Follow the watts. Although not an exact science, you can learn a lot about what an athlete faced on the bike by studying their cycling data. Every triathlete should think about having a mechanism (CycleOps, Quarq, SRM power meters) to measure their bike stats and they should be gathered and posted after a race. There obviously will be deviations between gender, weight of riders, how efficient they are with their bike aerodynamics (aero helmet, hydration systems), and wind direction/speed. However, you will see some general trends based on large variations between riders and their times.
As an individual who loves statistics, I found the Training Peaks numbers from Ironman Melbourne fascinating.
The pro males started five minutes ahead of the pro females who started five minutes ahead of the age groupers.
Jordan Rapp, @Rappstar, who is an elite triathlete and cyclist, averaged 323 watts for the first half hour of the bike to try to catch up to the leaders. He averaged 283 watts for the entire race which is quite impressive.
Meredith Kessler’s “peak 1 hour power happened in the first hour, and she averaged 235 watts. That’s a 4 watt/kg average, what we expect to see from a pro male for the entire race.” She had a five to ten minute lead over the majority of the other pro racers and a good portion of these pros had caught up half way through the race. This means that they all were pushing a Jordan Rapp type pace, which definitely could be the case for many pros, or there were other factors involved? If you had the statistics of all the competitors, the picture would be a lot clearer.
The penalty for drafting should be daunting. Gina Crawford, @Gina_Crawford, describes it best in her most recent blog about her Ironman Melbourne race and I encourage you to read it.
Instead of paraphrasing I will quote her solution:
“No penalty tents on the bike. You get your yellow or red cards on the bike of course but everyone serves their penalties at the 41km mark of the run (1km from the end). That means you get no nice rest on the bike to refresh those bike legs, you do the race like everyone else and then at 1km to go you can stand there and watch your competitors go by and then you can hobble to the end in shame. Everyone that has done an ironman knows that once you reach the end and stop your legs are buggered you can hardly walk. That last km after having stopped for 4 min would be excruciating. I personally think this would stop people from blatantly drafting.”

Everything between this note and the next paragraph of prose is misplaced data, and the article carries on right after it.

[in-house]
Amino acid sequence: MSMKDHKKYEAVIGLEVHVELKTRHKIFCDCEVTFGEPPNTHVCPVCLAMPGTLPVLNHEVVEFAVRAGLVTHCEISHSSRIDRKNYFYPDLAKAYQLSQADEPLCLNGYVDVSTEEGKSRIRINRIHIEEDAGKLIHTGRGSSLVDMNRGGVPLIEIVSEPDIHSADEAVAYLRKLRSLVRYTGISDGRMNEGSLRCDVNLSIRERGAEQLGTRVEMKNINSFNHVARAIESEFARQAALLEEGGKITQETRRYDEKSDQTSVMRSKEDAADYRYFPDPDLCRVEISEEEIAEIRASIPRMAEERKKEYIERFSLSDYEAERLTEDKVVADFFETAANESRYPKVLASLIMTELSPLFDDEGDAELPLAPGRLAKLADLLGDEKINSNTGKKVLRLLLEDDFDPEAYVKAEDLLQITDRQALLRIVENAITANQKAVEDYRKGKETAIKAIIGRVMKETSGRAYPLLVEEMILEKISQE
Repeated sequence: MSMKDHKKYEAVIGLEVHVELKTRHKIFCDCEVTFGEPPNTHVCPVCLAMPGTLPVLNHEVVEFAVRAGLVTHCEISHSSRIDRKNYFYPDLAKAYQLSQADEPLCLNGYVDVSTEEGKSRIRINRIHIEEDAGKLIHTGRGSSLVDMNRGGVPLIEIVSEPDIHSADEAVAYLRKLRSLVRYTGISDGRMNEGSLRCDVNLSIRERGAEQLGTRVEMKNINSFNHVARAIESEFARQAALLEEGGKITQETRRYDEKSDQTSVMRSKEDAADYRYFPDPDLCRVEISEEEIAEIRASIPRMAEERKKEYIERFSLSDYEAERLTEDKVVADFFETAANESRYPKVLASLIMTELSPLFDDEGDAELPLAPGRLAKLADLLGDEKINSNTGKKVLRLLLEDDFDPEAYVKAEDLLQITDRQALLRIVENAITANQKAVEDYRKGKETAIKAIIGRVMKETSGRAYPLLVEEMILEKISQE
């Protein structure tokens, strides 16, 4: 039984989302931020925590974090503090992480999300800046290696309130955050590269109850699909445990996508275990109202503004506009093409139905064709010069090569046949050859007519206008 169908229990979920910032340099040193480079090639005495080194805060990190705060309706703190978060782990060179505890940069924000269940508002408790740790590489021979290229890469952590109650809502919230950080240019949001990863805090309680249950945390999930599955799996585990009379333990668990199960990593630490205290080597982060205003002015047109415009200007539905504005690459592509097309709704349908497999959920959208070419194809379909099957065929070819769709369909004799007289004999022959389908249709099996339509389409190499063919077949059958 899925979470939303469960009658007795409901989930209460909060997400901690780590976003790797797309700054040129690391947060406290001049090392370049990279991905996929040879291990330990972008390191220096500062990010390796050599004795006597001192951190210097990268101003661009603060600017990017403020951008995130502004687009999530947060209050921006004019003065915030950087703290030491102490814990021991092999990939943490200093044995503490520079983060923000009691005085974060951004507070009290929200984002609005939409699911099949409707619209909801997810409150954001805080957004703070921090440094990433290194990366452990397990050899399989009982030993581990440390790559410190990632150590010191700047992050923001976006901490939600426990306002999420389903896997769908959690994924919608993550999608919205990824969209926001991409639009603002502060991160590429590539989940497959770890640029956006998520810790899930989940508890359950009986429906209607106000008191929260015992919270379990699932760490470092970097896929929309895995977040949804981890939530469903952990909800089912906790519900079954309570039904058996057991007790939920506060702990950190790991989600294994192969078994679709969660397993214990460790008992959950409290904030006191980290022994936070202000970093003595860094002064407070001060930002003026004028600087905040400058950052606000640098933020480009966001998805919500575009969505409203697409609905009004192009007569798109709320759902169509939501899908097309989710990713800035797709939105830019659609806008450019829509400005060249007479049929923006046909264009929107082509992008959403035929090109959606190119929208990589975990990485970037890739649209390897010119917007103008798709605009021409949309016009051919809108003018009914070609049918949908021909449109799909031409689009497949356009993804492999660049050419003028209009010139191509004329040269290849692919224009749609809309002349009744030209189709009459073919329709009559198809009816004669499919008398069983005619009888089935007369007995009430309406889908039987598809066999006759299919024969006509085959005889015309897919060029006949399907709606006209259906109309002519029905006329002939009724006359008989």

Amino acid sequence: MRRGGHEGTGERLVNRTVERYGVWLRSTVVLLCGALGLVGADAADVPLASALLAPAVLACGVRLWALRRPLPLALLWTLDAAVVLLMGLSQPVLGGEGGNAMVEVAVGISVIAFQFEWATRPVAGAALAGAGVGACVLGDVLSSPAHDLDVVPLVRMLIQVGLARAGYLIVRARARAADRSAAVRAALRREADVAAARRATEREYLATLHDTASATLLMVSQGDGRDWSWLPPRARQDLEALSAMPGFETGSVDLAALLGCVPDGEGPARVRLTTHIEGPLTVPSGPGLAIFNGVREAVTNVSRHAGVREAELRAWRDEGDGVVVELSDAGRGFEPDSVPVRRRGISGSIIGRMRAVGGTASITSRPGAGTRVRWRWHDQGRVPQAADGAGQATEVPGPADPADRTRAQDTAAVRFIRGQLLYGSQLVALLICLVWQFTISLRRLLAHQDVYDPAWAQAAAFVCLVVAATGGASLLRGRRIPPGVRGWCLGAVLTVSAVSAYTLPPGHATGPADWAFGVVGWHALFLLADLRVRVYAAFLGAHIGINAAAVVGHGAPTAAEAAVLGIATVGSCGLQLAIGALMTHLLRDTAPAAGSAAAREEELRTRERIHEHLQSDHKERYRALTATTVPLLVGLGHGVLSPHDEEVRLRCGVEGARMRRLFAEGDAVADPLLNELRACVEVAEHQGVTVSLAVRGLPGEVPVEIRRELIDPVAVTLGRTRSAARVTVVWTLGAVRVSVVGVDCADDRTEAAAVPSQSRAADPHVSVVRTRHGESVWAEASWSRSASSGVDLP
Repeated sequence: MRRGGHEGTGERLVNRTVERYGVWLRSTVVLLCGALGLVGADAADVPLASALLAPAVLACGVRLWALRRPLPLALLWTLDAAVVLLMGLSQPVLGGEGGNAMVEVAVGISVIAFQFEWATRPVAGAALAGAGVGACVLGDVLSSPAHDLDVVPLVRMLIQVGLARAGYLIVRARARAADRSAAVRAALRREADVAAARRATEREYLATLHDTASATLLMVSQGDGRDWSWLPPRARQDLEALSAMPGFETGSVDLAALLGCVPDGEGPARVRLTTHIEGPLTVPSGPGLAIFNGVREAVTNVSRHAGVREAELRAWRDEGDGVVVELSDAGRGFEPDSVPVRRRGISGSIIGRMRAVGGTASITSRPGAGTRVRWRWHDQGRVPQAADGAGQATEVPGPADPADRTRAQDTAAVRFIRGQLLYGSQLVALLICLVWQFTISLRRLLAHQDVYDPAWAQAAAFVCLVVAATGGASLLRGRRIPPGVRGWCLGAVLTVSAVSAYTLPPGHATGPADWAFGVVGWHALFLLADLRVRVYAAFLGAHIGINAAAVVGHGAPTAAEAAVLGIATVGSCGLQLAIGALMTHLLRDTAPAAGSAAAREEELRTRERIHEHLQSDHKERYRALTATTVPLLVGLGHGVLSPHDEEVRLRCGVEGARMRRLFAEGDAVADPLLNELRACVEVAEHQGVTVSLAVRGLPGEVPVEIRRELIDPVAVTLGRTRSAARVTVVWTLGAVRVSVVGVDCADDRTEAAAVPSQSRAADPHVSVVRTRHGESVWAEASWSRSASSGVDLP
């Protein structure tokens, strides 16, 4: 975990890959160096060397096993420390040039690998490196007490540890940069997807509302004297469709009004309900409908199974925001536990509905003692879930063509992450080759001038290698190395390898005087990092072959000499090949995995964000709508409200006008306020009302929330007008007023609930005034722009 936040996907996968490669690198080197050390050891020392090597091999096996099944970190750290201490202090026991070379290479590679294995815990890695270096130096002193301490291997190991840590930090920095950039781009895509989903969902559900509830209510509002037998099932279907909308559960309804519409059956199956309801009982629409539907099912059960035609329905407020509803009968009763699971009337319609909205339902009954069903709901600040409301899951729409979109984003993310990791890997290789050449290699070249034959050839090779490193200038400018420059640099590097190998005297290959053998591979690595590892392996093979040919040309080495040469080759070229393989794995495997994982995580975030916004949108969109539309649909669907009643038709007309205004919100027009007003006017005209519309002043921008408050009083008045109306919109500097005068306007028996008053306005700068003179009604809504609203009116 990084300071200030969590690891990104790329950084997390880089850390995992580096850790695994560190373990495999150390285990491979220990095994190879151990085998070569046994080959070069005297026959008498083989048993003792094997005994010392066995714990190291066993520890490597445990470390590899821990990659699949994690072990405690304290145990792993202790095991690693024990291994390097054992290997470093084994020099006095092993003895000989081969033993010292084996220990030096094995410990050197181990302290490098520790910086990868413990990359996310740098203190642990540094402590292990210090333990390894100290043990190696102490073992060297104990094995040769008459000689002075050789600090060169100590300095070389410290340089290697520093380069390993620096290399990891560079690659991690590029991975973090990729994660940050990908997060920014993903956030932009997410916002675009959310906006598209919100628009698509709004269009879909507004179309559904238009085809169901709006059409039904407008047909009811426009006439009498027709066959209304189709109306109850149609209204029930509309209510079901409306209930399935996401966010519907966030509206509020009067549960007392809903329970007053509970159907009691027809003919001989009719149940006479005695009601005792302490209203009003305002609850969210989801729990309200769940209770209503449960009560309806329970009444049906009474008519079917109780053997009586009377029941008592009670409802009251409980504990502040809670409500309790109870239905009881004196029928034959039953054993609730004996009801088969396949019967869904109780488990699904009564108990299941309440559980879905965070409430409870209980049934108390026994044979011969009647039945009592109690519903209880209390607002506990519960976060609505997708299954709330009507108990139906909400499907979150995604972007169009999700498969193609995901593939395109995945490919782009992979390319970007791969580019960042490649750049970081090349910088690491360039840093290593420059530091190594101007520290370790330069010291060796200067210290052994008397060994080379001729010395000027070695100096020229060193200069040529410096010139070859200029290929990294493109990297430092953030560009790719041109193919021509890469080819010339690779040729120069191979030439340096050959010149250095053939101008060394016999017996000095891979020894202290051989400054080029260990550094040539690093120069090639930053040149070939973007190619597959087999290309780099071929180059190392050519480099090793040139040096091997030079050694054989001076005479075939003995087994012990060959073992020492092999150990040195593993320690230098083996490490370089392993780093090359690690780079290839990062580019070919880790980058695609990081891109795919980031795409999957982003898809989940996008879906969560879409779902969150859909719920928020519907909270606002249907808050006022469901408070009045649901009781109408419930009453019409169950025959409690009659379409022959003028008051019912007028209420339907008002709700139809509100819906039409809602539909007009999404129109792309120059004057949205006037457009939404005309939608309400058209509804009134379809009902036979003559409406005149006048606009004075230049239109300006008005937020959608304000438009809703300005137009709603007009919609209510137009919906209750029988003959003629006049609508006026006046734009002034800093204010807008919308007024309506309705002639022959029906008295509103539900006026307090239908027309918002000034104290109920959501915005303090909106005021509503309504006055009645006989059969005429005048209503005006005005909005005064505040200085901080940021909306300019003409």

This is a heavy handed punishment suggested by an Ironman Champion. She’s been out there, in the mix, and knows what drafting is about. She’s not asking for a slap on the wrist but a kick in the pants for those who don’t play fair. This would certainly make athletes think long and hard about gaining that extra edge on the bike by drafting. However, it will also make it imperative for quality and well placed officials on the course where two of them have to agree on the penalty so it is not up to one opinion.
My final thoughts are that maybe a different type of athlete will start to prosper in Ironman distance racing. This ‘crafty’ type of athlete may be suited for this type of racing over the stronger one. ITU, Olympic distance, or cyclists who have experience in close drafting may take over the sport in the future if there is no change. It could also be as simple as maybe the ‘powers that be’ in Ironman don’t understand or care too much about keeping the racing fair. It is a money driven business and getting a large amount of people through the day may take precedent over the occasional drafting gripes and conversations. Professional female triathletes worked hard to get their swim start separated from the men in 2011 and 2012 only to see this policy regress back to all pro starts in a few races in 2013. Officials, obviously, still don’t grasp why it is important in keeping the integrity of women racing against women and to not have it altered by men and age groupers.
I read two triathlon articles from this past weekend about racing strategy which confirmed my points. The theme was a male and female professional triathlete had both altered their race strategies because of certain trends. The first is they tried to stay in among the first three lead packs in the swim but it wasn’t imperative to go all out. The next was they ‘settled in’ to the bike and didn’t bust their hump to try to gain as much time as possible; it is more about ‘working together.’ These two strategies were employed along with losing body weight to effectively have fresher legs on the run. Basically, the first two disciplines are there to bide time for the main event of the run.
The conclusion could be that Kona is one of those last true races where the best go head to head, there are staggered starts to put distance on the huge packs, officials are on the course in higher concentration, and there is a greater likelihood the athletes are truly competing against each other – as the old cliché goes, ‘The cream will rise to the top!’